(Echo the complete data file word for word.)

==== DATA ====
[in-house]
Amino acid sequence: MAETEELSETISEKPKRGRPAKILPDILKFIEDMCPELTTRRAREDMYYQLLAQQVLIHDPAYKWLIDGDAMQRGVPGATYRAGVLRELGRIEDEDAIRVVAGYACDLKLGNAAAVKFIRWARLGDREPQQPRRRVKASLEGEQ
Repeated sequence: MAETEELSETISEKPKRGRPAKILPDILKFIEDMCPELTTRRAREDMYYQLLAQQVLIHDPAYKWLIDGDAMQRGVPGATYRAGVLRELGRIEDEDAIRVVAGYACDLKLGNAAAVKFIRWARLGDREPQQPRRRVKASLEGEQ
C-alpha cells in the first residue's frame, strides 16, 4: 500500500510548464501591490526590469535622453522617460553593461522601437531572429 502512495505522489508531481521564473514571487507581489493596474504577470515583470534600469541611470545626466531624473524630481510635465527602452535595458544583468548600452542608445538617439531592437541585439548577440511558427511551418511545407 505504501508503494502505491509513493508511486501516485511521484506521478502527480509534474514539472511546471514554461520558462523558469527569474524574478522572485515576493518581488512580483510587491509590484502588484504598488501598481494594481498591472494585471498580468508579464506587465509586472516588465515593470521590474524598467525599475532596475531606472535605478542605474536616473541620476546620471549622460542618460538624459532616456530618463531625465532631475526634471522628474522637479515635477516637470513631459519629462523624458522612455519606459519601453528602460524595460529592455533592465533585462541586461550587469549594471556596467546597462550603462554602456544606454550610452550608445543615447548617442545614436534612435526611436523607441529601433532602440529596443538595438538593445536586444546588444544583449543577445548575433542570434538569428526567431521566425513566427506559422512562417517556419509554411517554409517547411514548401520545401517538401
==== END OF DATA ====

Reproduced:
[in-house]
Amino acid sequence: MAETEELSETISEKPKRGRPAKILPDILKFIEDMCPELTTRRAREDMYYQLLAQQVLIHDPAYKWLIDGDAMQRGVPGATYRAGVLRELGRIEDEDAIRVVAGYACDLKLGNAAAVKFIRWARLGDREPQQPRRRVKASLEGEQ
Repeated sequence: MAETEELSETISEKPKRGRPAKILPDILKFIEDMCPELTTRRAREDMYYQLLAQQVLIHDPAYKWLIDGDAMQRGVPGATYRAGVLRELGRIEDEDAIRVVAGYACDLKLGNAAAVKFIRWARLGDREPQQPRRRVKASLEGEQ
C-alpha cells in the first residue's frame, strides 16, 4: 500500500510548464501591490526590469535622453522617460553593461522601437531572429 502512495505522489508531481521564473514571487507581489493596474504577470515583470534600469541611470545626466531624473524630481510635465527602452535595458544583468548600452542608445538617439531592437541585439548577440511558427511551418511545407 505504501508503494502505491509513493508511486501516485511521484506521478502527480509534474514539472511546471514554461520558462523558469527569474524574478522572485515576493518581488512580483510587491509590484502588484504598488501598481494594481498591472494585471498580468508579464506587465509586472516588465515593470521590474524598467525599475532596475531606472535605478542605474536616473541620476546620471549622460542618460538624459532616456530618463531625465532631475526634471522628474522637479515635477516637470513631459519629462523624458522612455519606459519601453528602460524595460529592455533592465533585462541586461550587469549594471556596467546597462550603462554602456544606454550610452550608445543615447548617442545614436534612435526611436523607441529601433532602440529596443538595438538593445536586444546588444544583449543577445548575433542570434538569428526567431521566425513566427506559422512562417517556419509554411517554409517547411514548401520545401517538401